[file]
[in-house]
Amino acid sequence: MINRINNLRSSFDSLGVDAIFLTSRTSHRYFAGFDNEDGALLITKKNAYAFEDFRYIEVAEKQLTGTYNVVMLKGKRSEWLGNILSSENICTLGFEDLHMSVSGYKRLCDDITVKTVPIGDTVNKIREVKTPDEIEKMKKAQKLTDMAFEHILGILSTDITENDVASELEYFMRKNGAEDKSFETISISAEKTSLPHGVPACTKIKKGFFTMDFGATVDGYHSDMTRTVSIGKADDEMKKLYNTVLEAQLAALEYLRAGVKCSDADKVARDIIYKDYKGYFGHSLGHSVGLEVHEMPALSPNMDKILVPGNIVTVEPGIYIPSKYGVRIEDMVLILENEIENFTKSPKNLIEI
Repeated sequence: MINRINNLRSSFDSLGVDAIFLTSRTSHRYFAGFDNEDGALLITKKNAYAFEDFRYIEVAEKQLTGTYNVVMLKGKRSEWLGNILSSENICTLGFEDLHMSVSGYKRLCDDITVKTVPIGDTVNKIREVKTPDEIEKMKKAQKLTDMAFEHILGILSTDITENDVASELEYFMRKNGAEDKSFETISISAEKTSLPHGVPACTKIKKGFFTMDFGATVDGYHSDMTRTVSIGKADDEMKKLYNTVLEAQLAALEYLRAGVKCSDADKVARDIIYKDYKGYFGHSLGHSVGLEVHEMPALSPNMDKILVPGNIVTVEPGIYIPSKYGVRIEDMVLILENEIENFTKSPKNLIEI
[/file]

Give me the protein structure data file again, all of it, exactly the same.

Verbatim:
[in-house]
Amino acid sequence: MINRINNLRSSFDSLGVDAIFLTSRTSHRYFAGFDNEDGALLITKKNAYAFEDFRYIEVAEKQLTGTYNVVMLKGKRSEWLGNILSSENICTLGFEDLHMSVSGYKRLCDDITVKTVPIGDTVNKIREVKTPDEIEKMKKAQKLTDMAFEHILGILSTDITENDVASELEYFMRKNGAEDKSFETISISAEKTSLPHGVPACTKIKKGFFTMDFGATVDGYHSDMTRTVSIGKADDEMKKLYNTVLEAQLAALEYLRAGVKCSDADKVARDIIYKDYKGYFGHSLGHSVGLEVHEMPALSPNMDKILVPGNIVTVEPGIYIPSKYGVRIEDMVLILENEIENFTKSPKNLIEI
Repeated sequence: MINRINNLRSSFDSLGVDAIFLTSRTSHRYFAGFDNEDGALLITKKNAYAFEDFRYIEVAEKQLTGTYNVVMLKGKRSEWLGNILSSENICTLGFEDLHMSVSGYKRLCDDITVKTVPIGDTVNKIREVKTPDEIEKMKKAQKLTDMAFEHILGILSTDITENDVASELEYFMRKNGAEDKSFETISISAEKTSLPHGVPACTKIKKGFFTMDFGATVDGYHSDMTRTVSIGKADDEMKKLYNTVLEAQLAALEYLRAGVKCSDADKVARDIIYKDYKGYFGHSLGHSVGLEVHEMPALSPNMDKILVPGNIVTVEPGIYIPSKYGVRIEDMVLILENEIENFTKSPKNLIEI